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The Pigeons’ Parliament; a Poem of the Year 1845. In Four Cantos, With Notes. To which is added, Thoughts on the Wairarapa and other Stanzas

Canto III

“Pigeons’ Parliament”: Page 83.

Canto III.

(1, p. 43.)

And seek out breaches in the laws.

The speaker seems to refer to the practice of lawyers in our law courts, who seem more to pervert justice than to support it, according as they are paid, and the side of the question to which they are hired.

(2, p. 44.)

Pleased with his aim I’ve oft him spoke
Approving praise, and sung “more pork.”

It is certainly very praiseworthy in some of our early settlers of the humbler classes, in their endeavours to rise above the necessity of being obliged to earn a mere precarious subsistence from haughty lordlings, who would seem more to act the slave-driver than the laudable employer. In the evening, after the day’s work was done to another, and after having been refreshed by the evening repast, but more inspired by the hope of being soon his own master, would many an humble cotter take the advantage of the moon’s bright beams at his own work; so continuing often to a late hour, many of whom are now reaping the benefits of their hardy exertions. Although I have often done the same, I am sorry to add, as I believe, I am an exception.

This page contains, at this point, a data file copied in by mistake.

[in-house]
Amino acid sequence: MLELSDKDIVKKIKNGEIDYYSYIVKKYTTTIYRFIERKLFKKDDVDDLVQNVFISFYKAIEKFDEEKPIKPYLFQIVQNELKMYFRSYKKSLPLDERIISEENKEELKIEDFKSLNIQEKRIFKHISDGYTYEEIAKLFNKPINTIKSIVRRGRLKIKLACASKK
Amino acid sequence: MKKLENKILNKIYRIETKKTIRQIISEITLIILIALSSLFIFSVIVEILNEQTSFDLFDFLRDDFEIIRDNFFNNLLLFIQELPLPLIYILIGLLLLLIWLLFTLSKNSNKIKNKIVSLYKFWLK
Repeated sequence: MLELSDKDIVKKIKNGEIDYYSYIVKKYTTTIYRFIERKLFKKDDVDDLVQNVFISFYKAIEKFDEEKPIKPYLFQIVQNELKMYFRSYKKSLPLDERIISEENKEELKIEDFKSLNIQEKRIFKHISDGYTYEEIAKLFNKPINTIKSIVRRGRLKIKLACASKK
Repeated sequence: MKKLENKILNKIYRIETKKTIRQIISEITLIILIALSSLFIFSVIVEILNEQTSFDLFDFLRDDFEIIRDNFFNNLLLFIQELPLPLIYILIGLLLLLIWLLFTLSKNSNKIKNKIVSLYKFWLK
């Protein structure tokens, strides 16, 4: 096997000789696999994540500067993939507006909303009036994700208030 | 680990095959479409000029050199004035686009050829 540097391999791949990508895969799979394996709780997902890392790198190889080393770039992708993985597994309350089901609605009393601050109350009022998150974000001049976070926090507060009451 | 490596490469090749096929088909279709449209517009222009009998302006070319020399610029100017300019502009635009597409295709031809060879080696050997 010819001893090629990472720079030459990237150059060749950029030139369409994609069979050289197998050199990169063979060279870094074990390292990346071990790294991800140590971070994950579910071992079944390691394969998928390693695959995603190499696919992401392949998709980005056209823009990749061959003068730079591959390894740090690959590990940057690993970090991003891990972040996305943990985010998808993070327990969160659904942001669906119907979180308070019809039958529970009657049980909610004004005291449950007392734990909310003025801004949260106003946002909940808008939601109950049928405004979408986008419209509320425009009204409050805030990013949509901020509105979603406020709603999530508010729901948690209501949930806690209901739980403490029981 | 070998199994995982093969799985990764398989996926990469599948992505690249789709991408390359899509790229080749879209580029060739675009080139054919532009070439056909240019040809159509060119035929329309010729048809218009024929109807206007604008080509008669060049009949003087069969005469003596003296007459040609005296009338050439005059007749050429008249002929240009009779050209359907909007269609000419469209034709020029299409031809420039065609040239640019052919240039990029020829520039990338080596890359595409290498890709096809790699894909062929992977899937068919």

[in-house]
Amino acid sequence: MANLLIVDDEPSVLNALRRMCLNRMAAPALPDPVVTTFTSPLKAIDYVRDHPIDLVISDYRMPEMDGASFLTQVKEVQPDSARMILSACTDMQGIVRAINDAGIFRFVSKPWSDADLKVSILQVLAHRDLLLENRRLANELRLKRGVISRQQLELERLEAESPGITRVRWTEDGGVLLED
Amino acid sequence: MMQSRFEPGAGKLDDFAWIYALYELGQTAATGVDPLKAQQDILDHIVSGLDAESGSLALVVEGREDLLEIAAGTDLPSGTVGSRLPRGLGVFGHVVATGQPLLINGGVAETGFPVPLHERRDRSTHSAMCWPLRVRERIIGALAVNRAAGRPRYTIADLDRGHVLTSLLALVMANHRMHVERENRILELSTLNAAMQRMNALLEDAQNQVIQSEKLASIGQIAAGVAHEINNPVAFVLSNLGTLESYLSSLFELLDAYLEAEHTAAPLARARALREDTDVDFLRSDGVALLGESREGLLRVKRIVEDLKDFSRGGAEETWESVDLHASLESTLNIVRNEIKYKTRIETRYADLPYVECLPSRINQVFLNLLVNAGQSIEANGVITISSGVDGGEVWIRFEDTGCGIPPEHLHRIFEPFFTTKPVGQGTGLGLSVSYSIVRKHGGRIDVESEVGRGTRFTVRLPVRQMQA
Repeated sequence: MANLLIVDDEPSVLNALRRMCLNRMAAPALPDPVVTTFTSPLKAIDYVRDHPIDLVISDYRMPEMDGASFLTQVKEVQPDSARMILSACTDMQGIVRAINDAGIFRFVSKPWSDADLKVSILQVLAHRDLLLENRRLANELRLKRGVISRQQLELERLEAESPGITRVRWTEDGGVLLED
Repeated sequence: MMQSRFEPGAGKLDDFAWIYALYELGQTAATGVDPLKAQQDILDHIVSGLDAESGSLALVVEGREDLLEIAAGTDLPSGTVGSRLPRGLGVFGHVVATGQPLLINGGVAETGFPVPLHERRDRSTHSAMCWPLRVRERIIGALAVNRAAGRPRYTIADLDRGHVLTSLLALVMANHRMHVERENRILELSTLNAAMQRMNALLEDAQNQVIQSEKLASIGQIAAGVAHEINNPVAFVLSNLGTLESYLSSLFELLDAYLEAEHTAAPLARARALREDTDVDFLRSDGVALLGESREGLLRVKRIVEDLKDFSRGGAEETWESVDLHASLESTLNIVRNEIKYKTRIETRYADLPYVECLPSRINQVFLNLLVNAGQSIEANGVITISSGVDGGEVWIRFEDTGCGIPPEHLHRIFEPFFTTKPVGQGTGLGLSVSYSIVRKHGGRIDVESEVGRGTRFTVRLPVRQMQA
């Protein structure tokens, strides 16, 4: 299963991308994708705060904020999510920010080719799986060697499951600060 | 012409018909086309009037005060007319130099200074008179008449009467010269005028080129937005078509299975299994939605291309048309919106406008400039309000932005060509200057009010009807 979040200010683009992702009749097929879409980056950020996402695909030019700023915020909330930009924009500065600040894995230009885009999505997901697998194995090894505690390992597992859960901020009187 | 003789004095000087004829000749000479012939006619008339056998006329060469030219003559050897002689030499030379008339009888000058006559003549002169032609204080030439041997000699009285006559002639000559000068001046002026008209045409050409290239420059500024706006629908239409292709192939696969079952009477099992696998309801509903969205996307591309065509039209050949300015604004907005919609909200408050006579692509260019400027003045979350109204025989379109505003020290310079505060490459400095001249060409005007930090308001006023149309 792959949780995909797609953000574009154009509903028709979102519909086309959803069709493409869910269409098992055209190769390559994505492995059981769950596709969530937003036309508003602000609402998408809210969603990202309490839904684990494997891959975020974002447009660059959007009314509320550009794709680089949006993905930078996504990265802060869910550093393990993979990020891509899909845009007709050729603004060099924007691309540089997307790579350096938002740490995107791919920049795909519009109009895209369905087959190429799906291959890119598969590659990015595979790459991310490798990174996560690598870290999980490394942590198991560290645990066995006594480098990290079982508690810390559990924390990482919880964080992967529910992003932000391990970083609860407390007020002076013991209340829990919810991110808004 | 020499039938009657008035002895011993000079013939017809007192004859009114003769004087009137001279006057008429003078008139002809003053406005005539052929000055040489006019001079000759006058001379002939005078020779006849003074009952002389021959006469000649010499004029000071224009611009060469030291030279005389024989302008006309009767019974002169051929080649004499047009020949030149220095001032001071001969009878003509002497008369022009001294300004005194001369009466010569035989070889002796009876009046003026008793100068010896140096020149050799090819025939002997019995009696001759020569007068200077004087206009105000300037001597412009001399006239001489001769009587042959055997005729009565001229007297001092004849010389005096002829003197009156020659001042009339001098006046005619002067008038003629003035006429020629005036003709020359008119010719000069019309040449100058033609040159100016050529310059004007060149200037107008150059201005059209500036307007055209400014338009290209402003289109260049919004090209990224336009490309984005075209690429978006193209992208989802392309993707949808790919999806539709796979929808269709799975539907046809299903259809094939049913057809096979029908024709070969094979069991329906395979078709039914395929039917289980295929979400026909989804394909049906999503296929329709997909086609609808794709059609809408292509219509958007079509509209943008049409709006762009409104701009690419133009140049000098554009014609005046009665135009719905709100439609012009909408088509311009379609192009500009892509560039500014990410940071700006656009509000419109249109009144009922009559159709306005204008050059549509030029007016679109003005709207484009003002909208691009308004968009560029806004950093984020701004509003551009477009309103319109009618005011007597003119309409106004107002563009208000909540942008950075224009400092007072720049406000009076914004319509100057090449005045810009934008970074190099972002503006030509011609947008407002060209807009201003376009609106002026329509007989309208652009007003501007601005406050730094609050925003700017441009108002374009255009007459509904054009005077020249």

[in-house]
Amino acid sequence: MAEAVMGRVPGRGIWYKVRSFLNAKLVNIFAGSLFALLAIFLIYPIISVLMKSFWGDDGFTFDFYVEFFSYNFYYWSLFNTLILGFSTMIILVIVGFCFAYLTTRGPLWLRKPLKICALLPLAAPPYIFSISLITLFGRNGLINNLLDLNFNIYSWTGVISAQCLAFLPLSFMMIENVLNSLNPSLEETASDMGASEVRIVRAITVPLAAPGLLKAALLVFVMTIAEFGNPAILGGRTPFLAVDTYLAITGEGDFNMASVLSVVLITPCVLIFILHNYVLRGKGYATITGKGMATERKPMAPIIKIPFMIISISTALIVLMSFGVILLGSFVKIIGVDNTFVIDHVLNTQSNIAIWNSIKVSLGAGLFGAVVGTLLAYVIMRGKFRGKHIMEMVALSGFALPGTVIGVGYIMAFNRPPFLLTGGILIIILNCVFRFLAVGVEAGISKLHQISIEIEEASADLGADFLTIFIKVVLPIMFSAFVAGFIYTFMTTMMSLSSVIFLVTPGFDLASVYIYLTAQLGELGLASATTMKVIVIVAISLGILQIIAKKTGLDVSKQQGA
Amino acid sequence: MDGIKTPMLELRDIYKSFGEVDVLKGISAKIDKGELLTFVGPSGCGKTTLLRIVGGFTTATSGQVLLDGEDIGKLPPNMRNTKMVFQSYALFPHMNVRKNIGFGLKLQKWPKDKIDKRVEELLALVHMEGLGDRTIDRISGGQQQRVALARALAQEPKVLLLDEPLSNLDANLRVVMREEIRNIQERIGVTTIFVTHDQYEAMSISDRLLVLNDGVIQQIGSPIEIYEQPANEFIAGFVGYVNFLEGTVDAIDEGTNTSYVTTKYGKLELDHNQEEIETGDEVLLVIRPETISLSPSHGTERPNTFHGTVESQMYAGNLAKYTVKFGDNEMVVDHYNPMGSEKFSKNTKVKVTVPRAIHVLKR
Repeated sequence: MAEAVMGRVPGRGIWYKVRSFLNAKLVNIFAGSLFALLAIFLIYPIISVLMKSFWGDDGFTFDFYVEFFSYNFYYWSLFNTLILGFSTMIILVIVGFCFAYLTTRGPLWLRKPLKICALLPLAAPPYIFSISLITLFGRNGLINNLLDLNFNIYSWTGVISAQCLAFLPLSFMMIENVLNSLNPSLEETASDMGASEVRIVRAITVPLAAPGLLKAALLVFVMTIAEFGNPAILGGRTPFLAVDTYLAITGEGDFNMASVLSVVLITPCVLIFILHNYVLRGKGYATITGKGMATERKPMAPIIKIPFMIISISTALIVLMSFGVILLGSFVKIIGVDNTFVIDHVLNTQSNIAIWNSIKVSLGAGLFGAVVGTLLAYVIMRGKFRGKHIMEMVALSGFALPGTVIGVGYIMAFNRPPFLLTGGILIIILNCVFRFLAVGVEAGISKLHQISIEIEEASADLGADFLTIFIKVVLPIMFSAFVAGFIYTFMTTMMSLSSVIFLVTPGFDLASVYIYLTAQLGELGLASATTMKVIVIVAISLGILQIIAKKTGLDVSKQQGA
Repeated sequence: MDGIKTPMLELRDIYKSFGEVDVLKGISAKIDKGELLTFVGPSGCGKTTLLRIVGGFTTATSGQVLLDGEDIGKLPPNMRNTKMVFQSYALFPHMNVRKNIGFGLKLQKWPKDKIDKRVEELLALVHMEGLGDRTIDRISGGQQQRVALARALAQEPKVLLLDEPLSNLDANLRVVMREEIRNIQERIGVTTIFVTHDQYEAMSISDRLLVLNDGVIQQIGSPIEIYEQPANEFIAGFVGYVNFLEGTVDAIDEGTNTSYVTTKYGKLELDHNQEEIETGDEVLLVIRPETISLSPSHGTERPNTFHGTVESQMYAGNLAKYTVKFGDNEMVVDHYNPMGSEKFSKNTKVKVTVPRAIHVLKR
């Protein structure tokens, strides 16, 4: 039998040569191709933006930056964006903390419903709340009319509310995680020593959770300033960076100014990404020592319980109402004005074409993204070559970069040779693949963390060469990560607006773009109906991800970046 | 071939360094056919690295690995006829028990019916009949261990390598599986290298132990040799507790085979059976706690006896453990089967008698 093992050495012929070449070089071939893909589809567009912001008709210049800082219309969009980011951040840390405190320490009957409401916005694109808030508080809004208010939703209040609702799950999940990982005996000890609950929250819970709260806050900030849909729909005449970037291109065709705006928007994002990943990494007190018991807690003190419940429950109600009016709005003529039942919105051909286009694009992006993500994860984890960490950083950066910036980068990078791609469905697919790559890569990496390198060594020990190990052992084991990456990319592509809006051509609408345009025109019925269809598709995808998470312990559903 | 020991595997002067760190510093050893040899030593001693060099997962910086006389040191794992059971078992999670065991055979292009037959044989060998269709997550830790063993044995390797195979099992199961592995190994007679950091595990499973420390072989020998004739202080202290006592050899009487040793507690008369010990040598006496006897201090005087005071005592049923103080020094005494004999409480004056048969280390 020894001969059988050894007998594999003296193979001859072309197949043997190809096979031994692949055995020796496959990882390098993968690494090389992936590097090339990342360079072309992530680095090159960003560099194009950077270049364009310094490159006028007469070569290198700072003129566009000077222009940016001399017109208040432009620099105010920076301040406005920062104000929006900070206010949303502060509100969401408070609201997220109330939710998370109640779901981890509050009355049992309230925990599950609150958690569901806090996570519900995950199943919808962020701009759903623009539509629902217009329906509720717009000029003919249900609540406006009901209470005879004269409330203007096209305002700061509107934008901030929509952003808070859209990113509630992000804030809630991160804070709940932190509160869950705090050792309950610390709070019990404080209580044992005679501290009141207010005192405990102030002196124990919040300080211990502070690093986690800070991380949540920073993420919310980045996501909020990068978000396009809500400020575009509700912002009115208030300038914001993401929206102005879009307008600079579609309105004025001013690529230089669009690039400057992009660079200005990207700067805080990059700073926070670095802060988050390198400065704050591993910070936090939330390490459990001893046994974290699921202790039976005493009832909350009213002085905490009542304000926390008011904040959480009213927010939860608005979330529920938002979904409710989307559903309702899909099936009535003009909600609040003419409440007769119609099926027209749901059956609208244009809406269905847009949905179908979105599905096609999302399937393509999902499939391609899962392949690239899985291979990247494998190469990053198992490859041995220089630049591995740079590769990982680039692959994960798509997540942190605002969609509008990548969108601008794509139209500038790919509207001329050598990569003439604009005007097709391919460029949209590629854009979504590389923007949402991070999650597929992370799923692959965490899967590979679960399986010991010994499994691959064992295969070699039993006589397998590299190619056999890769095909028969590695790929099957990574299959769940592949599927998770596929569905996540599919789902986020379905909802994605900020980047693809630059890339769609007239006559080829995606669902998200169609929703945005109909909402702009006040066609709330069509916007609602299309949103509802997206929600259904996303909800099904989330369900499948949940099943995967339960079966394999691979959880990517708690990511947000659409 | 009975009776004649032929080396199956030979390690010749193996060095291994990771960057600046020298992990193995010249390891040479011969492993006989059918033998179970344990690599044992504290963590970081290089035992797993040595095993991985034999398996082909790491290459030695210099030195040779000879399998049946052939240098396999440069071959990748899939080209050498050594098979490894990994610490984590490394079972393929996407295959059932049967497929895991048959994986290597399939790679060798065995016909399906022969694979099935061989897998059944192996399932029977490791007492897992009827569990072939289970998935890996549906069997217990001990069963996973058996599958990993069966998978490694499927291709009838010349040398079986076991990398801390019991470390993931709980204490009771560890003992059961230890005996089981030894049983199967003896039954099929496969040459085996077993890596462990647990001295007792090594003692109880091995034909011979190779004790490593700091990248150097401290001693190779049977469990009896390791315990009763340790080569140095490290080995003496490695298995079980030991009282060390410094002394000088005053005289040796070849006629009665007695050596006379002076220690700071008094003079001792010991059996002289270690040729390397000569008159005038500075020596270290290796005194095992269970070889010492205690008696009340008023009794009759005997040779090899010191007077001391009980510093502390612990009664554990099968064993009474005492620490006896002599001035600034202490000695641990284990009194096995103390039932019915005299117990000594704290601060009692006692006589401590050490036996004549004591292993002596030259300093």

page 84“Pigeons’ Parliament”: Page 84.
(3, p. 45.)

One plump and large, the other thin.

The description of the two rats, with their conversations, is, I apprehend, a fit allegorical representation of the customs and circumstances which generally prevailed.

(4, p. 51.)

And where is San?

To save the reader any anxiety about him, I may here say, that it has been reported that he was found next morning in bed, but so battered and bruised that he could not be seen for a week, though some affirm for a fortnight. However, he was so long absent from the heels of his workmen that they began to suspect he was dead, and in order to show their affection for him they made out amongst themselves the following Epitaph.

(To be engraved on the upper edge of the stone.)
to the memory of our beloved master,
(On this side, facing the east.)

Here lies Master San,
Mere shell of a man;
But whither his soul has gone
’Tis hard to tell;
Some say to ——,
But others believe he had none.

(On that side, facing the west.)

And here lies Pollyword,
Who never could afford
Justice to his working man.
Lest he might break the peace
Where contentions should cease,
We have buried him not beside San.